Differential diagnosis: Bronchogenic cysts, herniated stomach (diaphragmatic hernia, hiatal hernia), gastrointestinal duplication cysts, pericardial, mesothelial, thoracic duct and parathyroid cysts, anterior meningocele, cystic adenomatoid malformation of the lung type 1 (macrocystic), pleuropulmonary blastoma (Type I) and intrathoracic solitary cyst of the liver
Associated anomalies: Include vertebral anomalies, abnormal gastrointestinal connections, and esophageal atresia.
Macroscopic findings: Unilocular or septated thin-walled sacs filled with clear, gray-white, yellow or green viscous or mucoid material, located in the posterior mediastinum close to the esophagus, typically in a retrocardiac position.
Microscopic findings: The most common form of endodermal cyst consists of a simple epithelium resting on a delicate fibrovascular capsule. Microscopically a thick smooth muscle wall with two or three layers is characteristic. Columnar (native state) or low cuboidal epithelium (due to chronic pressure) is evident. Ciliation is a variable feature but many cells contain globules of mucus. Duodenal glands may be present and pancreatic and salivary gland tissues have been described. Enteric cysts have been classified into three groups, according to histological features.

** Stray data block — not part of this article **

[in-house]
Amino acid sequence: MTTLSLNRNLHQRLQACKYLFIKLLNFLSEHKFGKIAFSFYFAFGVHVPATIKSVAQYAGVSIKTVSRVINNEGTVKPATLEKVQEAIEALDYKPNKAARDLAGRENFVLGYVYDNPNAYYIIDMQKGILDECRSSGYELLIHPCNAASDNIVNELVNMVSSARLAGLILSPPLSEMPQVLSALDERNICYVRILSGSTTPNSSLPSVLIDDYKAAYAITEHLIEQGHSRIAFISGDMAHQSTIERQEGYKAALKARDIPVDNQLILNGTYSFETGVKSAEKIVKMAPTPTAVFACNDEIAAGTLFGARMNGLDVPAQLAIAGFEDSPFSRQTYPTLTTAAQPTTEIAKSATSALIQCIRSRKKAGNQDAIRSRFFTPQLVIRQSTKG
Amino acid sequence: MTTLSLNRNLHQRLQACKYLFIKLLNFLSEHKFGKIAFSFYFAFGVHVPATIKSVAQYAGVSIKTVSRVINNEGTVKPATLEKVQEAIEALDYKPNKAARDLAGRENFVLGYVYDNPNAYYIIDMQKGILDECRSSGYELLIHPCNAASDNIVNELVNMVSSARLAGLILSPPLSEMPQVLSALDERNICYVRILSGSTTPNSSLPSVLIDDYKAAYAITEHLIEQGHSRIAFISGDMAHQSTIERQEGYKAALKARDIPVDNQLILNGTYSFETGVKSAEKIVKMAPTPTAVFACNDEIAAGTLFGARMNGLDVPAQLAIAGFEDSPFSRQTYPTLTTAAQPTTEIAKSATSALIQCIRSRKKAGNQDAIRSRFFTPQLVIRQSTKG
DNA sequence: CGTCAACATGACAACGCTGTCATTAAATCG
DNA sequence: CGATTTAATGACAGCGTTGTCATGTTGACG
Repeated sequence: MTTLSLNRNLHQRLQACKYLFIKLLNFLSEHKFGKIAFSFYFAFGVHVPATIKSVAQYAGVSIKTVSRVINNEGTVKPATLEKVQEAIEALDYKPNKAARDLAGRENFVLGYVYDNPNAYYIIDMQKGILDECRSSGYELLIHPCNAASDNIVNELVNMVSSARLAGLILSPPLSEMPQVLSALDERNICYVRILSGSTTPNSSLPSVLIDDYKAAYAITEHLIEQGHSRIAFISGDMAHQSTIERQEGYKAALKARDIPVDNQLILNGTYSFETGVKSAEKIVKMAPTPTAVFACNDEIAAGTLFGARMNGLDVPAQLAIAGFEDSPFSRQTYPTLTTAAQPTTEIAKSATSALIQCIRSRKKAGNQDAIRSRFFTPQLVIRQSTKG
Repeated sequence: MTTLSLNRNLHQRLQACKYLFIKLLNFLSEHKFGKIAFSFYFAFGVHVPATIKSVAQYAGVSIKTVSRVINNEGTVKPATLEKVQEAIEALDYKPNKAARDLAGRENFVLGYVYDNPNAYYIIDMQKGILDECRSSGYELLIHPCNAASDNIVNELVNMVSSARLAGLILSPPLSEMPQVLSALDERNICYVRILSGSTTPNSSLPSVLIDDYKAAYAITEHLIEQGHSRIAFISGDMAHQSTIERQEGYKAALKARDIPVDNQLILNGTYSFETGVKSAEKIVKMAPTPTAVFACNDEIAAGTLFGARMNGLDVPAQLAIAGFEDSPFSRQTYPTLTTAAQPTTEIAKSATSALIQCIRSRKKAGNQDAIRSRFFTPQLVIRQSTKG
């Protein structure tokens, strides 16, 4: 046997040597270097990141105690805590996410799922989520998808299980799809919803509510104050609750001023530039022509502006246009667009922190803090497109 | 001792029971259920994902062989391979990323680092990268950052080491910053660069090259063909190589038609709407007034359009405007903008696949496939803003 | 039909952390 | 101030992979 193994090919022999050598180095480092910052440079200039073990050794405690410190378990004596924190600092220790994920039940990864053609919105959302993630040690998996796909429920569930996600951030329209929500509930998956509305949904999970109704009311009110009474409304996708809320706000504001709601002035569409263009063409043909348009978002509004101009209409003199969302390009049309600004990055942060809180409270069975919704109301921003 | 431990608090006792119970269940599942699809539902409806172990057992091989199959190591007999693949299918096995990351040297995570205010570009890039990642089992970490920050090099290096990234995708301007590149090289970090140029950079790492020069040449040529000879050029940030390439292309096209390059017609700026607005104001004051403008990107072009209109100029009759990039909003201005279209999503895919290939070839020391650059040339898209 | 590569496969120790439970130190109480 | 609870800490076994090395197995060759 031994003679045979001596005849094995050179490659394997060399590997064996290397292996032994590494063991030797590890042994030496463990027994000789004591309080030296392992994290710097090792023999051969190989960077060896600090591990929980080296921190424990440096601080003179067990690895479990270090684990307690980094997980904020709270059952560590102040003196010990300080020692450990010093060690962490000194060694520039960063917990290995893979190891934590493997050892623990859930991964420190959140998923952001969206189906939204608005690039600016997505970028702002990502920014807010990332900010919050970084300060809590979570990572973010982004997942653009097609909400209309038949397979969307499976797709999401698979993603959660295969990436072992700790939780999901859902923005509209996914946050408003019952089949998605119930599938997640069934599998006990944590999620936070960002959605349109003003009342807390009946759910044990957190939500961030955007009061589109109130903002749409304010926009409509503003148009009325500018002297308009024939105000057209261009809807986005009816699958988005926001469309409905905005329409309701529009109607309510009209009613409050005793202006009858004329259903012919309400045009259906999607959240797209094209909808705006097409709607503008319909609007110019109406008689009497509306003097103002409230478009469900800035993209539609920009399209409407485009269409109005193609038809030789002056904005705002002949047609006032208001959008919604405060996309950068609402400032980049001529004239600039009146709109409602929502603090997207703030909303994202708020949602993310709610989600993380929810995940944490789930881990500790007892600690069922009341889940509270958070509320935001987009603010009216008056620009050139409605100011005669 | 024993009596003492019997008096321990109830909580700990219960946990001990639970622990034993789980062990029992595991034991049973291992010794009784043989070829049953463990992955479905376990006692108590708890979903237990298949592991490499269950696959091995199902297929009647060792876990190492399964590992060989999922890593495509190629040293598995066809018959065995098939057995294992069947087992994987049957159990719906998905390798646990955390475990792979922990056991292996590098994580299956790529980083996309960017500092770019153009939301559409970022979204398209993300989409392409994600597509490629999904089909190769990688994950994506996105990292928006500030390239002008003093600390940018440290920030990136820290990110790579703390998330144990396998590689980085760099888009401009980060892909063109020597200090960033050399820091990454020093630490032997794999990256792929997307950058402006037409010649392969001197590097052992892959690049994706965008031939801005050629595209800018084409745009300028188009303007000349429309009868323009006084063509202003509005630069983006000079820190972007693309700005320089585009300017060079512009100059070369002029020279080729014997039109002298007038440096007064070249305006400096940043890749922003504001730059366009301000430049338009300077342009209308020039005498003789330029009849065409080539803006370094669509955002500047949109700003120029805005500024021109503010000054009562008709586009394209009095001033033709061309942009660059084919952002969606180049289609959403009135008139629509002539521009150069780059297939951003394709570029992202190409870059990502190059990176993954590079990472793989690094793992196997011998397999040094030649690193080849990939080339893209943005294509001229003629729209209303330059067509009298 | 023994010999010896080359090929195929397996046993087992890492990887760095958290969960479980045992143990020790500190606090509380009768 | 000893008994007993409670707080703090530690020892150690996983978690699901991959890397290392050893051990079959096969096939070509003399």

Group A is the simplest type, lined by a single layer of cuboidal or columnar epithelial cells with or without cilia.
Group B cysts include more complex elements of the gastrointestinal tract or tracheobronchial tree, including mucus glands and smooth muscle in their wall.
Group C cysts have ependymal or glial tissue in addition to the elements seen in group B cysts.
Most neurenteric cysts belong to group A. Squamous metaplasia is occasionally encountered.
Treatment: There are reports of intrauterine treatment by thoracentesis or placement of a thoracoamniotic shunt if the cyst appears to cause lung hypoplasia.
Postnatal evolution: Symptoms of respiratory distress become obvious at birth or during the first months of life, neurological symptoms can develop later. The therapy of choice is complete resection of the cyst.,
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